Old joke: the reason I went to law school is they promised there’d be no math on the final exam.  They misspoke.

“Bottom Line Drove Security Clearances,” Wall Street Journal, October 25, 2013 A1

Recently privatized operation to provide background checks for security clearance; contract provides for 90% of fees upon submission of draft, and remainder on approval/closure by government.  Seems to make sense, right?

Well, I learned early on that legal and other services were subject to the following calculus: Cost = f Time + Quality.  Cost is a function of time plus quality – pick any two.

So putting a premium on quick delivery (and therefore early $) of 90% of fees means you picked time and cost; quality sorts itself.  Result: Edward Snowden and Aaron Alexis (Navy Yard shooter) get their security clearances approved and USIS gets paid.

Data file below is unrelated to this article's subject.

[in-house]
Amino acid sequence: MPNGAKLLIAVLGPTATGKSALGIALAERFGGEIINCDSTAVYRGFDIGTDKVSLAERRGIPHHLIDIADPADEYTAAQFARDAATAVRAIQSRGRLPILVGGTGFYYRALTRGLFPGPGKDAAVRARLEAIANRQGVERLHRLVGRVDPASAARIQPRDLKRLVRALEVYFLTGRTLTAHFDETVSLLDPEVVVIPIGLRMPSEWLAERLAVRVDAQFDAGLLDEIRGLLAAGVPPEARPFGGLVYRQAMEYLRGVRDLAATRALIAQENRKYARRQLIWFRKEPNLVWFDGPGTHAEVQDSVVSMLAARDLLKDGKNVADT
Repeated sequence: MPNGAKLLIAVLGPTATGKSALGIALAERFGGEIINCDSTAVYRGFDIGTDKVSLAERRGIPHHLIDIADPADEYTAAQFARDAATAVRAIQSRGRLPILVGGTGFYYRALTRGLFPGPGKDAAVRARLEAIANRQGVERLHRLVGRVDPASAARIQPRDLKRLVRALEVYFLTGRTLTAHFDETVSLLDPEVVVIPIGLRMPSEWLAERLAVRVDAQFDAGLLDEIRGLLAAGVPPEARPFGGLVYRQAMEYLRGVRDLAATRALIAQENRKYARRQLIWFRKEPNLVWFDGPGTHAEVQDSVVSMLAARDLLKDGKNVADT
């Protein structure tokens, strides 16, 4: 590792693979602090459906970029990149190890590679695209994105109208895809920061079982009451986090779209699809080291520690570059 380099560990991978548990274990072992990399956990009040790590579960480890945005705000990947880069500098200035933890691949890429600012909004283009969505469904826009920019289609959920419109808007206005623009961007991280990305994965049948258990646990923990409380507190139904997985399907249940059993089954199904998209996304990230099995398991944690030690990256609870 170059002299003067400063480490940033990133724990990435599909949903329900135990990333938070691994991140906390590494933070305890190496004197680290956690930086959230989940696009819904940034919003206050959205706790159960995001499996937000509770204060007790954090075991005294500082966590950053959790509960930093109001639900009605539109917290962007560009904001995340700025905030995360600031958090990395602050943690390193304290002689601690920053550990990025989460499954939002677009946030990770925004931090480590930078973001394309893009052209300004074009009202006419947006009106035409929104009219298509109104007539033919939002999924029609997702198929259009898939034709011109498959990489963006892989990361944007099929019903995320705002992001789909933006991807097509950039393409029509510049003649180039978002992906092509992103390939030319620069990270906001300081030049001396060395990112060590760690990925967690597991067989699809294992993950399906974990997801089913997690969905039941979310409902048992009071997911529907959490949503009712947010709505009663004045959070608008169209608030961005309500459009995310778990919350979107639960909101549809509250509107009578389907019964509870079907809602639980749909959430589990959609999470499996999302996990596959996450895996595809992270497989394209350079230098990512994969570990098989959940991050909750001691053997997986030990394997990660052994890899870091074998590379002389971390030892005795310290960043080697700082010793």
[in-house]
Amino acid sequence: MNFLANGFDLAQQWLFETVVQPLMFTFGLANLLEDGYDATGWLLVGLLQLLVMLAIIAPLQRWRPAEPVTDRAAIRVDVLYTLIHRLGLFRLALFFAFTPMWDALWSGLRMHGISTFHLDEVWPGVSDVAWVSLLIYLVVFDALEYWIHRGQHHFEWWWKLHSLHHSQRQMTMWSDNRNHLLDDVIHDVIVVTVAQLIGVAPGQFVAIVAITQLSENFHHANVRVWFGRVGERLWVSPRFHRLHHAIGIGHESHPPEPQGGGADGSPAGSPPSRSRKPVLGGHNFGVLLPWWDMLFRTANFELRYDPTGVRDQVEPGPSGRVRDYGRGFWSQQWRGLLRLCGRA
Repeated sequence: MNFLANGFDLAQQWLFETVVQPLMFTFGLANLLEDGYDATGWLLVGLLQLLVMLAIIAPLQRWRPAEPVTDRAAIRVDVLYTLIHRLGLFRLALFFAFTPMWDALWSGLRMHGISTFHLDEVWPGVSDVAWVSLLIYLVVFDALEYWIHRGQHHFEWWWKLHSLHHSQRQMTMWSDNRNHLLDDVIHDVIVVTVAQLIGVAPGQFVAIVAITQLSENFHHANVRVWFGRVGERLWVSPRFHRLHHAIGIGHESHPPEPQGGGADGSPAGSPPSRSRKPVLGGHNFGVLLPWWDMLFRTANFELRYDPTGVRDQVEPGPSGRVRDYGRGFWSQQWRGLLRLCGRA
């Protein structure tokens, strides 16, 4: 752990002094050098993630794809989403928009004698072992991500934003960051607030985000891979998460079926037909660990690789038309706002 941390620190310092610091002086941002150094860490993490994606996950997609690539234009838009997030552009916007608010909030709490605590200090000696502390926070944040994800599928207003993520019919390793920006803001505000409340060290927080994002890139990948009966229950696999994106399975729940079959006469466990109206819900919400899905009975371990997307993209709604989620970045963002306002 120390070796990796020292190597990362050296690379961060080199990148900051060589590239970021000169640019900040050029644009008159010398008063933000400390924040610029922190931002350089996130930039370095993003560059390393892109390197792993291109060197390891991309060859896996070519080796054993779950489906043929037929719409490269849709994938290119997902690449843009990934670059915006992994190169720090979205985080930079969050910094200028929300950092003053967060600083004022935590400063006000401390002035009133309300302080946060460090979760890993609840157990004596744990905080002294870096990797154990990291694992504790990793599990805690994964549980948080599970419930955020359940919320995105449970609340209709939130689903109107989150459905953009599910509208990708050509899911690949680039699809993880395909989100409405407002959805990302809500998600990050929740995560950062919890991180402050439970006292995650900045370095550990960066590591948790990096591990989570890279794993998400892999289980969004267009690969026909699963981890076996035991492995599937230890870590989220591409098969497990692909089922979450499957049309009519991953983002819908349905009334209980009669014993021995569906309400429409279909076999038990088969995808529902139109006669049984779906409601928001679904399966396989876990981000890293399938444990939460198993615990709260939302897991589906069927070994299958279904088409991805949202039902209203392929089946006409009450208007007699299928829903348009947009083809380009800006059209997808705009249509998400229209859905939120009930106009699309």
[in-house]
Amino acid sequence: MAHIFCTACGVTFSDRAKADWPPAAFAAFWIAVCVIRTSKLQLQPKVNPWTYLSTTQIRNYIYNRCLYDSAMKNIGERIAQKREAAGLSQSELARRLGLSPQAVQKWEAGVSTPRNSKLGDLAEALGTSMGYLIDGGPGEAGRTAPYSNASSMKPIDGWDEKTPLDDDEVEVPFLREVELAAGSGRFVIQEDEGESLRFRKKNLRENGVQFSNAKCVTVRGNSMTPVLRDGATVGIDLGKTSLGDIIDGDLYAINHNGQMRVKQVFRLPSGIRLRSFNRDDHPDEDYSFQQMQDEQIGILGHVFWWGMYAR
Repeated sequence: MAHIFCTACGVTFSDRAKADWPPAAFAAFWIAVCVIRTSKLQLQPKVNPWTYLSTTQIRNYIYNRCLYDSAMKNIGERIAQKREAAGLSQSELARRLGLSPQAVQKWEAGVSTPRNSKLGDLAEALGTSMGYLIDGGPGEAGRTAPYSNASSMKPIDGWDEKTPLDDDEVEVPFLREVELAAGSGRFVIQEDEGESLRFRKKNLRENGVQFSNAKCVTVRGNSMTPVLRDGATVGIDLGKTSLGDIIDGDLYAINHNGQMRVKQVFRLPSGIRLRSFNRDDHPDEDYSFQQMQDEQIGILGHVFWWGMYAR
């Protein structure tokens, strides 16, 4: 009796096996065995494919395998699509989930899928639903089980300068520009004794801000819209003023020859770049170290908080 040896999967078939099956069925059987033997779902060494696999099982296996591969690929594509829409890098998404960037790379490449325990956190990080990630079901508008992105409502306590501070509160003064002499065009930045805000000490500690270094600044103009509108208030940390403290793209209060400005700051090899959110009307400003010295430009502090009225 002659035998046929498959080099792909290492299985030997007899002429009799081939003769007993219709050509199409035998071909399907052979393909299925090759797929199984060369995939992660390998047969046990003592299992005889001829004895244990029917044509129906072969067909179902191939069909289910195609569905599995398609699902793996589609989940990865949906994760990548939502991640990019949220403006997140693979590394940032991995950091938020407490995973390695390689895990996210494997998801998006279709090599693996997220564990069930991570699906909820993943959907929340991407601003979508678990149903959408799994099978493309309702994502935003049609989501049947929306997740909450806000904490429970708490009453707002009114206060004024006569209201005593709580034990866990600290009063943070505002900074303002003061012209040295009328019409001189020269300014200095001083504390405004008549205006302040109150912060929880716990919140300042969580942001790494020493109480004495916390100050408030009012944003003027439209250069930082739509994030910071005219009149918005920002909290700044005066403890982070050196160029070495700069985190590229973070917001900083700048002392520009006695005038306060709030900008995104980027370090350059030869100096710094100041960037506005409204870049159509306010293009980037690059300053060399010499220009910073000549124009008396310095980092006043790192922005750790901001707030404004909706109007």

Do you have reward regimes in your company that are driving (or in retrospect appear to have driven) poor outcomes? Is one of the corners cut gathering all the right data?


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Filed under Controls, Data quality, Risk, Third parties, Value

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